Ask the Author: Desmond Kon Zhicheng-Mingdao

Desmond Kon Zhicheng-Mingdao has work in the April issue and forthcoming in PANK 5. He talks with us about construction materials for a poem, hotstepping and brands to avoid.

1. What would you make a poem out of?

Memory, fantasy, history, myth. Sound and story, the fictive, the surreal. Angst. Archaeology. Trivia, sepia photographs, movies, textures, palettes, technical jargon, lithographs, road signs, sculpture, buildings, food labels, old maps, old stamps, and theories I’ve loved that I’ve thought-tossed and now desire a determined/indeterminate presence on the page. What I saw of the horizon and ocean from a cliff on Cheju Island. How the hours turn into vertigo mornings, how I need a new contour pillow and a graphic nano-novelette on discourse analysis. Contemplation and warm sentiment, because I’m really a good boy most days. For “Prat-a-Porter”, it was the romantic idea of living in an artist colony with prefab galleries open to the public 24/7, the artists given free lodging in their own work studios, good home-cooked meals, happy to create our art the way we envisioned it, are moved to manner and colour it, and share our inspirations/aspirations with others when the work seems important enough. I wish I had in person as exciting a personality as my characters, but nope, my days are rather unimaginative, straight from the shoulder. “The sheer pleasure of telling a story,” Gabriel Garcia Marquez said, “may be the human condition that most resembles levitation.”

As for my love for art in all its forms, I’ll let you in on one of my favourite quotes, by Stephen Sondheim: “Our lives aren’t scripted, they’re chaotic. That’s why people enjoy art, not just narrative, but paintings and music, too. It’s about giving order to what everybody knows does not have order at all.” Tomorrow, I’ll wear the plumed fedora of Dionysius and Apollo — Sam Worthington delivered a great Perseus in Clash of the Titans — and muster a major ekphrastic installation in my lift lobby. It’ll be made from standees of all my leading men in their hottest roles. In no particular ordered montage of merit, there’ll be: Peter Mullan in Miss Julie. Gabriel Macht in A Love Song For Bobby Long. James McAvoy in The Last Station. Linus Roache in The Wings of the Dove. Maybe Meryl Streep — I’m her biggest fan in Asia, I’m sure — could help me with this effort at Monumentalism. Here’s a Twitter poem to help underscore this moment: “I am Apollodionysinaqueue. I am Apollodionysinaqueue. I am a day apple. I’m Apollodionys — thank you, come again. The eleventh time a charm.”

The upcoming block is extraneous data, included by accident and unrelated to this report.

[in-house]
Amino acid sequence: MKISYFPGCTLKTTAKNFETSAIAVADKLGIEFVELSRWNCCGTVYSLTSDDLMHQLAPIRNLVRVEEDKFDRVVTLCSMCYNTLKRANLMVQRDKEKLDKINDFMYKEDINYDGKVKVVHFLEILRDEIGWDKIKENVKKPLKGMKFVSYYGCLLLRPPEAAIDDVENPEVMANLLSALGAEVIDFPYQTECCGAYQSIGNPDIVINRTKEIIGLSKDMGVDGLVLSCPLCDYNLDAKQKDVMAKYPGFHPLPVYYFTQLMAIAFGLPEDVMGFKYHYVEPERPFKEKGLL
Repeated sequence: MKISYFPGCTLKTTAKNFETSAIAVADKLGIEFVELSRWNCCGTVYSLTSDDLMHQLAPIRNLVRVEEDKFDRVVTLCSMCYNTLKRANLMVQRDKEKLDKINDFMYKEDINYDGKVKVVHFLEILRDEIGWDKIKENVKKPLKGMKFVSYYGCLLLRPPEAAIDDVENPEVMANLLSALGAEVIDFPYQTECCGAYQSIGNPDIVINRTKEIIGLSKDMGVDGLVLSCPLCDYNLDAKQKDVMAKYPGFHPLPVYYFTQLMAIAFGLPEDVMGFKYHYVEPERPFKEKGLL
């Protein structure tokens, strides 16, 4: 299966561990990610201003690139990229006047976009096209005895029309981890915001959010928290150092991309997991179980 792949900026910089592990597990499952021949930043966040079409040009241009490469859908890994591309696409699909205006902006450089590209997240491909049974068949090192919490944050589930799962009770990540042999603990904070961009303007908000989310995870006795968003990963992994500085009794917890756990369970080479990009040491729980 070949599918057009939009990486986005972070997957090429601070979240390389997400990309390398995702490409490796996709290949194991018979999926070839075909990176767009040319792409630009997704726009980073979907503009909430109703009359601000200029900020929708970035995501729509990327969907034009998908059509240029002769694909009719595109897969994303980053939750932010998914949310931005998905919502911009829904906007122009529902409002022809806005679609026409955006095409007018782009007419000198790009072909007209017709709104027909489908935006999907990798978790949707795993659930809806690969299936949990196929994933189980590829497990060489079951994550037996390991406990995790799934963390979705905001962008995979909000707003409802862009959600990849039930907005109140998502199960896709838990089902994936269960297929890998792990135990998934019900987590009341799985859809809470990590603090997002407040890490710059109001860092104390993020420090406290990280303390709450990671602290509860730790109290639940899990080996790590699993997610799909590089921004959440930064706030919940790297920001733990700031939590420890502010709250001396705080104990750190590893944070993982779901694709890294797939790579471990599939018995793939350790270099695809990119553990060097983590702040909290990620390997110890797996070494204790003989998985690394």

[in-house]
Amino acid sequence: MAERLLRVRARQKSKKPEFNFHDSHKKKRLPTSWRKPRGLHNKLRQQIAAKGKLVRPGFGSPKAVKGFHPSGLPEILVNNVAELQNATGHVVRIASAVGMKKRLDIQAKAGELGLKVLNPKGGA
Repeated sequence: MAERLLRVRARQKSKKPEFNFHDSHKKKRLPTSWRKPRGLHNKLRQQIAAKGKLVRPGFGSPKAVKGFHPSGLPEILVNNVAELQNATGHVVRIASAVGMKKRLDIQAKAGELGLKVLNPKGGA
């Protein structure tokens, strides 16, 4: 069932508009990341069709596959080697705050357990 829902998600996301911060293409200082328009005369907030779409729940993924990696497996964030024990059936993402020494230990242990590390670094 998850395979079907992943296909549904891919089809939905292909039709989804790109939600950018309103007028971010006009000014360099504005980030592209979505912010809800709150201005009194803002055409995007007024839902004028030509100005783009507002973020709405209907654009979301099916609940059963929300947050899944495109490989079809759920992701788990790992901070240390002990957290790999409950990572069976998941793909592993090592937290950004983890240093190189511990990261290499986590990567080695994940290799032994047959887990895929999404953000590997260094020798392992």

2. What supermodel do you verb like?

I [nadjaauermann] deadpan eyes like Bette Davis. I wish I could [irinapantaeva] my cheekbones or [jennyshimizu] Calvin Klein denim in that gorgeous squatting pose without my love handles spilling over. I [giselebundchen] emo glasses the way she pulled off geek chic in The Devil Wears Prada. And I [annawintour] a poem like it’s the September issue, open submission season for us struggling troubadours. When I interviewed Daniela Pestova in the mid-90s, she said this to me: “Super is such a big word. It’s for someone who’s been around a long time and is still there, someone who’s recognised in the industry and the public. To me, it’s Lauren Hutton.” I agree, so let me [laurenhutton] into old age, and hopefully with some measure of grace. Enter John Hersey whom I cite here, this being another favourite quote of mine: “Journalism allows readers to witness history; fiction gives its readers the opportunity to live it.” Above all, I think I’m most at ease [desmondkonzhicheng-mingdaoing] the unstressed/stressed heterometer into a half-conscious verseform.